Foodstuffs

This was the year I became a professional chef. Thanks to Chicago Food Bloggers and Mealsharing.com, I hosted my first dinner party at a swanky rooftop in Chicago’s South Loop. This was also the year of bacon. Leann and I entered a cooking competition through The Takedowns. To supply us for the showdown, they gave us with bacon. Lots of it. Enough to clog all your arteries. And those of your friends.

Also thanks to Yelp and Chicago Food Bloggers, I got to eat some delectable dishes that inspired my cooking. I had the chance to meet restaurant owners and some other bloggers in the process.

Dancing

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2014 was also the year I became a professional dancer. No, not that kind. Thanks to Nicolle Wood, I got a bit closer to learning that devil dance known as balboa. The first few weeks were rough because I had basic knowledge of the basic step. Through her patience and generosity with her time, I was able to learn hangman, crabs, scoots and the routine in time for our performance outside Harold Washington Library. Hoping to take on lindyhop in 2015.

Working

Another year at the same place, but there were lots of shuffles. The company was acquired by another company and the office moved from the ‘burbs to downtown. That has necessitated several shifts in commuting and lifestyle. The company continues to grow and my team is growing exponentially. I have had the opportunity to recruit and hire some very talented people.

So now, it’s off to another party. Some close friends are gathering for homemade pizza and reflecting on the year that has been full of -ING verbs. Thanks for following this year and I hope to share more great adventures from around the world in 2015!

Mofongo Tasting in Puerto Rico | Food Traveler’s Guide

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Mofongo is like the non-existent snowflake in the Caribbean, with no two being alike.

Every guide book and article on Puerto Rican cuisine raved about the mofongo as a must-try dish. And you definitely should try it. Prior to having it presented in front of me in Loquillo, I had little conception of what it was or how it would taste. Travel books describe it as mashed plantains combined with a meat. With each restaurant presenting a different variation, it’s tough to generalize the dish. The prices were mostly $12-20 for mofongo. Some places we saw charged more. The cost also depends on the meat you select.

Here’s my run down on what you can expect from mofongo.

#4 – La Parrilla

mofongo, puerto rico

  • Luquillo Beach
    Kiosk 2
    Luquillo, Puerto Rico 00773
  • (787) 889-0590

This was our first foray into the world of mofongo. After some misadventures earlier in the trip with restaurants that no longer exist, we found our way to La Parilla after a day at Loquillo beach. There is a string of kiosks offering souvenirs and food. La Parilla, which means the grill, had high reviews and looked to have decent prices. The service was like the weather, warm and inviting. The chicken mofongo wasn’t what we had expected, not bad, just not what our mouths were anticipating. At La Parilla, their interpretation on the staple dish is more like a pork chop suey or Chinese chicken with peppers. It was still tasty, but not the garlic-filled wonderment we had hoped for. The portion was plenty for two people if you get a few appetizers. The plantains tasted more like mashed potatoes or yucca than plantains. We went during the week, so we lucked out to have both the beach and restaurant to ourselves. Their appetizers were OK. Nothing stellar.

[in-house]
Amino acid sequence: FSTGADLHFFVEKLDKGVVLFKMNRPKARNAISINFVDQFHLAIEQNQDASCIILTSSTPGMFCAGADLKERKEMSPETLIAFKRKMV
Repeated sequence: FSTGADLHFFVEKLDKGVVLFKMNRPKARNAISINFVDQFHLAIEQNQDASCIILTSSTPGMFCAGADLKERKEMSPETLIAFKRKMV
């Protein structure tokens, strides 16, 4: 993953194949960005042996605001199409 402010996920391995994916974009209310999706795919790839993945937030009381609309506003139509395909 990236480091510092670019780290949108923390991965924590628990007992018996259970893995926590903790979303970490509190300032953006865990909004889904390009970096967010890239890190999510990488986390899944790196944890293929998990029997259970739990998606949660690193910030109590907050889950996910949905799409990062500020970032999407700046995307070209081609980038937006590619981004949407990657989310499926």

Overall, this was our least favorite mofongo. If you’re in the vicinity after a day at the beach, I’d suggest going there. Otherwise, La Parilla is not worth the trip east for their Asian-inspired mofongo.

#3 – Genesis Restaurante

327 Calle Recinto
Old San Juan
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We ended up here on our hunt for Lechon, the other dish touted by all the guide books. Lechon is a roast suckling pig. I didn’t see it on any menus or featured in any dishes. I suspect this may be a local thing more so than tourist sampler. We asked our hotel if they knew where we could get some on our last night and they suggested another spot up the street. When we got to that restaurant, we checked the menu and asked the hostess. She advised us to go to Hennessy’s. Walking east on Recinto Sur while searching for Hennessy’s on my phone proved futile. It turned out the restaurant is called Genesis. Genesis is definitely more of a local spot than the other tourist-leaning locales. Think of your favorite tacqueria vibe. They have two TVs; one had an NBA game and the other Telemundo. The waitress was friendly and spoke english well. I normally use group think to help influence where I dine.